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Client Services Debt Unclear Amounts in Debt Collection Letter FDCPA Class Action

Letters "DEBT" with Ladder Leaning Against "D"

The complaint for this class action takes issue with the amount of debt and minimum payment due as set forth in a debt collection letter from Client Services, Inc., as well as other information. The law it cites is the Fair Debt Collection Practices Act (FDCPA).

The class for this action is all consumers to whom Client Services sent a collection letter substantially and materially similar to the letter sent to the plaintiff in this case, where the letter was sent between June 14, 2018 and the present.

The complaint first takes up the amount of the debt stated in the letter. In this case, the complaint says that the amount of the debt is increasing and that to comply with the law, the letter must note that it is increasing. 

It must also “contain an explanation, understandable by the least sophisticated consumer, of any fees or interest that may cause the amount of the debt to increase.” Because the amount is increasing, and because it’s not clear when or in what amount the increases take place, it’s not clear as to what amount, paid at this moment in time or any other, would satisfy the debt.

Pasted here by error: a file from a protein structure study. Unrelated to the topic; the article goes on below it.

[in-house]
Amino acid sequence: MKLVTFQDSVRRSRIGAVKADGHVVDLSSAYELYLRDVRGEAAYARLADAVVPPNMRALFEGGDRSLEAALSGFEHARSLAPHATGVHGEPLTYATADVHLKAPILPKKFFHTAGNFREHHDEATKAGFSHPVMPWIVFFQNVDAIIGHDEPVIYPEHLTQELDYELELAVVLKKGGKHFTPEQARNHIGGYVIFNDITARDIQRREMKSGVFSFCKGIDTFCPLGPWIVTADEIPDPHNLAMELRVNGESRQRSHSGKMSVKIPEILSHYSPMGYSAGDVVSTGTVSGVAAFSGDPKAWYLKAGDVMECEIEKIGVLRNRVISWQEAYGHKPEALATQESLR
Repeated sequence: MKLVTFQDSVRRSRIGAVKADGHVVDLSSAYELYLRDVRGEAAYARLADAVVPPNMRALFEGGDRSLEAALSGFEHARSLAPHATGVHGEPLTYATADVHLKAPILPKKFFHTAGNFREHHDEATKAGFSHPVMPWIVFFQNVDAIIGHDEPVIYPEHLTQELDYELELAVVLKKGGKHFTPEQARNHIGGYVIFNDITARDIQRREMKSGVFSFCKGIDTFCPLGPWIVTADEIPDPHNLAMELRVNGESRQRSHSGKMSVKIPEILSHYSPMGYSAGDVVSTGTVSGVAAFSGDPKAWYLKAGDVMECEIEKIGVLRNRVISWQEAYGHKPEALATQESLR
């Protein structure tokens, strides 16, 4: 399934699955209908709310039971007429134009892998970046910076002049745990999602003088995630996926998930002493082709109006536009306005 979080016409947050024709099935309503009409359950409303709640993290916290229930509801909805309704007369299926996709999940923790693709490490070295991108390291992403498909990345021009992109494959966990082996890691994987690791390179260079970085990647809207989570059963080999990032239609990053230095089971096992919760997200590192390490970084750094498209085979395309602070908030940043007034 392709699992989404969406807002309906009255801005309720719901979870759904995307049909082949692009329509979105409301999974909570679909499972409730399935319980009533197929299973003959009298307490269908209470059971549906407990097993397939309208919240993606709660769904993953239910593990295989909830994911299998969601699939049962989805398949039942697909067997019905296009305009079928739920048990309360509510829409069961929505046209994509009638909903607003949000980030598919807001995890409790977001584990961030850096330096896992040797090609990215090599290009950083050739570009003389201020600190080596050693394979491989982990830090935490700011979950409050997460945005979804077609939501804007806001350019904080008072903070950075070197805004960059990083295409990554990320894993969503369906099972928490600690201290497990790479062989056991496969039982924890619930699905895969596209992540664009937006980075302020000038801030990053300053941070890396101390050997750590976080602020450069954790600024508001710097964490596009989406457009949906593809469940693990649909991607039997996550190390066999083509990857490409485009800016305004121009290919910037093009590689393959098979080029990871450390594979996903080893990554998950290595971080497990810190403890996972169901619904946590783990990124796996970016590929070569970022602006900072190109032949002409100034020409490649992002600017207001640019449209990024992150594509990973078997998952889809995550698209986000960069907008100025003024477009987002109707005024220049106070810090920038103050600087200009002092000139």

Second, the letter cites a “minimum payment due.” However, the complaint says that the letter is confusing as to this amount on a number of counts. It does not say when this minimum payment is due. It doesn’t say how the amount might change if it is not paid by that time.

Also, the minimum amount due may be a percentage of the whole amount. If the whole amount of the debt is increasing, does that mean that the minimum amount due is also increasing? Or, once stated, does it remain constant?

Both these statements are open to more than one interpretation, at least one of which would be incorrect. The complaint says they are therefore misleading. 

A further problem cited by the complaint concerns the fact that, while the consumer may dispute the debt, the consumer’s full rights are preserved only if the dispute is made in writing. Unfortunately, the collection letter contains two different addresses, neither of which are designated as the one to which the consumer should send a dispute.

In addition to all this, the complaint says that the notice that the consumer can dispute the debt is not clear and conspicuous because they are “buried within the body of the Letter.” 

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